Security guard at the gated estate where Oscar Pistorius was living, Pieter Baba, recounts his recollections of the morning that Pistorius' girlfriend was shot and killed. Photo / AP
Security guard at the gated estate where Oscar Pistorius was living, Pieter Baba, recounts his recollections of the morning that Pistorius' girlfriend was shot and killed. Photo / AP

Earlier, Pieter Baba, a security guard at the gated Silverwoods estate where Pistorius lived, insisted the athlete told him "everything is fine" in the minutes after the shooting of Ms Steenkamp.

Mr Baba said he phoned Pistorius following reports of a shooting in the early hours on Valentine's Day last year, and not the other way round, as the athlete's defence team, led by Barry Roux, had previously suggested.

During his cross-examination, Pistorius' lawyer challenged his version of events showing the court Mr Baba's police statement where he said Pistorius told him he was "OK"- instead of "everything is fine."

Mr Roux suggested he has evidence, including athlete's outgoing call records, security's incoming phone records and police documents, proving Pistorius called security first but could not speak because he was crying.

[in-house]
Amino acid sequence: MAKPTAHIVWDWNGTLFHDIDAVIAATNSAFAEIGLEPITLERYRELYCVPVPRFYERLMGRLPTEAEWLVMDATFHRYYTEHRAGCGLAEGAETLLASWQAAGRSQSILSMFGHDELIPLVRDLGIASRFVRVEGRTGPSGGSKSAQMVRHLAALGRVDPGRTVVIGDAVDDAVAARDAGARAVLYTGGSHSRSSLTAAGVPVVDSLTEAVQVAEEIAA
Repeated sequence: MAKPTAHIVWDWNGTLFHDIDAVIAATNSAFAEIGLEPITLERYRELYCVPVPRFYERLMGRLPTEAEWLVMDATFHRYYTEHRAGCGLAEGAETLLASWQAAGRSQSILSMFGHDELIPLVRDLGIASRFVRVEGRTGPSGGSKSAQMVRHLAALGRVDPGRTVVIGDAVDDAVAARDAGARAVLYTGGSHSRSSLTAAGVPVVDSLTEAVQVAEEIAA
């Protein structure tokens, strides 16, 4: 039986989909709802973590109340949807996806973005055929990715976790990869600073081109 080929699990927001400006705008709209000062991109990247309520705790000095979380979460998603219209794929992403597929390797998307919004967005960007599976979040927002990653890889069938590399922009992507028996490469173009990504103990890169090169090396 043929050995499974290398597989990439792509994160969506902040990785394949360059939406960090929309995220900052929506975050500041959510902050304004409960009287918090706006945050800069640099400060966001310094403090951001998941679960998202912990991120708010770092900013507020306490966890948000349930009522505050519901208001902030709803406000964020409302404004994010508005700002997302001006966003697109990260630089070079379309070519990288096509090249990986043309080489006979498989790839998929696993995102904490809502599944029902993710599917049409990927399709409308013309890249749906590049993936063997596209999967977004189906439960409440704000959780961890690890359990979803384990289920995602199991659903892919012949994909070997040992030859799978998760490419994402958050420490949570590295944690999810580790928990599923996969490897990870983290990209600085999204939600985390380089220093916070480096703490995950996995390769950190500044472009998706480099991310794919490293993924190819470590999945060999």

Mr Baba insisted: "I'm the one who called first."

"His call was first and your call was second," Mr Roux told the court. "'I put proof in front of you that Mr Pistorius called first."

Mr Baba stood by his testimony arguing that, if Pistorius had called him first, he "would have known something was wrong". Instead, he claims he fainted as a result of the "shock" when he arrived at Pistorius's house and saw the athlete carrying Ms Steenkamp downstairs.

On Friday, Pistorius' former girlfriend, Samantha Taylor, painted a picture of a man who "always" carried a gun with him, was often angry and unfaithful. His lawyer argued the pair were no longer a couple when Pistorius started seeing Ms Steenkamp and suggested Ms Taylor was unfaithful too.

She told the court the South African star was worried about intruders breaking into his house, but, crucially, he would usually wake her up whenever he heard suspicious noises.

Ms Taylor also recounted an incident where Pistorius allegedly fired at a traffic light after he and a friend, Darren Fresco, the same man who passed him a gun that discharged under a table a restaurant last year, were stopped for speeding, and became very angry with a police officer.

Last week, Pistorius pleaded not guilty of murdering Ms Steenkamp, claiming he shot her in a case of mistaken identity thinking she was an intruder.

Prosecutors argue he intentionally shot and killed his girlfriend following a domestic dispute. If convicted of murder he will almost certainly receive a life sentence, with a minimum term of 25 years.

The case continues.

© Copyright 2014, APN New Zealand Limited

Assembled by: (static) on red akl_a5 at 28 Jul 2014 17:46:31 Processing Time: 518ms